Blog by Steve Laug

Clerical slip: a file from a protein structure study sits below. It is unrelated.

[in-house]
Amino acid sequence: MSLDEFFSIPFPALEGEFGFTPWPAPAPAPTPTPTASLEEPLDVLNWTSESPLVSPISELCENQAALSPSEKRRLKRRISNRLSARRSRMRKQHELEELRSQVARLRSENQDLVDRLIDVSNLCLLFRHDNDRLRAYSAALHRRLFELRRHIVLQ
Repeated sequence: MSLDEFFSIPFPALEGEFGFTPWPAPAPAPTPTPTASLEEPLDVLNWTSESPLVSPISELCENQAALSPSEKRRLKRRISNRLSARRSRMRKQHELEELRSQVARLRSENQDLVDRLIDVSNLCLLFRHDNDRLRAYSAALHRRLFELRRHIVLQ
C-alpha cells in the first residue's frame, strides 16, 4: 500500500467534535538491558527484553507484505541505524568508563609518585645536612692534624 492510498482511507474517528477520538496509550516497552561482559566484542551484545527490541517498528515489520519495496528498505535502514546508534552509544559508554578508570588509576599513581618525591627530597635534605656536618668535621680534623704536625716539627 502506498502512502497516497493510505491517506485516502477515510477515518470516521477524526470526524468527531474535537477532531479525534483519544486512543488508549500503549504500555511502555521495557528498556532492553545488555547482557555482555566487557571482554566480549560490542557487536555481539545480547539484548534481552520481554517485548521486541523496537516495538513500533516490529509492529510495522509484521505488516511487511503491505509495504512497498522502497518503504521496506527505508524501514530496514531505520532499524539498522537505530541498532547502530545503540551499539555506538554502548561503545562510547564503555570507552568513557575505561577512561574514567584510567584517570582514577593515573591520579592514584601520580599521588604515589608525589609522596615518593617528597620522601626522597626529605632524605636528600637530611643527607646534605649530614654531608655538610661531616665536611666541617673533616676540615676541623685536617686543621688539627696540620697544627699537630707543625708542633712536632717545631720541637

Over the years the only Brebbia pipes I have worked on have been the Iceberg Pipes. They have a beautiful rustication that just speaks to me. The rugged roughness looks like the briar came that way and I have always like the feel in the hand. However, every one of the pipes, Iceberg or otherwise have either belonged to someone else or were too big for my liking. I have never seen a pipe like the one that my brother Jeff found and sent my way. First it is a smooth briar not rusticated and second it is a brandy shape with a square shank and square saddle stem. I have not seen one like it before and I have looked around a fair bit and have not found another. In the photos of the pipe that my brother took before he began the cleanup it looked to be in good condition. The finish was a little mottled but it still looked to be decent. The bowl appeared to have a light cake so it potentially would be an easy clean up. My brother scrubbed the bowl with Murphy’s Oil Soap and removed most of the finish but the stubborn spots on the shank. The stem was lightly oxidized and had some light tooth chatter on the top and bottom near the button. The next set of four photos show the pipe when it arrived here in Canada. Once again my brother did a great job cleaning this one up. I can’t believe how much time it saves to be able to begin with finishing rather than cleaning. Thanks Jeff. I took a close up photo of the rim to show how clean it was and how the bowl was in round and the edges were not damaged.The stem was a bit of an oddity to me. I have not seen a stem with the kind of built in tube that this Brebbia sported. There is an end cap on the tenon with the tube protruding out. When the stem is in the shank the tube sits in the airway between the mortise and the bowl.To remove the stubborn finish on the shank I scrubbed the bowl and shank with acetone on cotton pads. It took a bit of elbow grease but the shank finally let loose of the finish. I took some close up photos of the stamping on the shank as they were very clear. The left side of the shank reads Brebbia over Silver over AS_. I am assuming that the AS_ was probably AS1. The right side of the shank has a gnome stamped on it. The gnome was the logo Brebbia used to put on its stems from 1953 to 1956. On the underside it is stamped Italy 798.The stem was very tight in the shank so I examined it with a light and saw that there was a thick hard coat of tars on the walls of the mortise. I scraped the mortise with a dental spatula and removed the heavy coat of tars and then scrubbed it with pipe cleaners, cotton swabs and alcohol.I put the stem back in place and it fit snugly but the tightness was gone. I took some photos of the pipe at this point in the restoration. I removed the stem again and worked on it with micrmesh sanding pads – wet sanding it with 1500-2400 grit pads and dry sanding with 3200-12000 grit pads. Between each set of three pads I rubbed the stem down with Obsidian Oil and also gave it a final rubdown after the 12000 grit pad. I set the stem aside to dry while I worked on the bowl. I stained the bowl with a dark brown aniline stain thinned by 50% with isopropyl alcohol. I applied it to the bowl with a folded pipe cleaner and flamed it with a lighter. I repeated the process until the coverage was even.I hand buffed the bowl with a microfibre cloth to polish the stain and even out the look of the finish. I put the stem back on the bowl and buffed the bowl and stem with Blue Diamond on the buffing wheel. I gave the entire pipe several coats of carnauba wax and buffed it with a clean buffing pad to raise the shine. I finished by hand buffing the pipe with a microfibre cloth to deepen the shine. The finished pipe is shown in the photos below. Thanks for looking.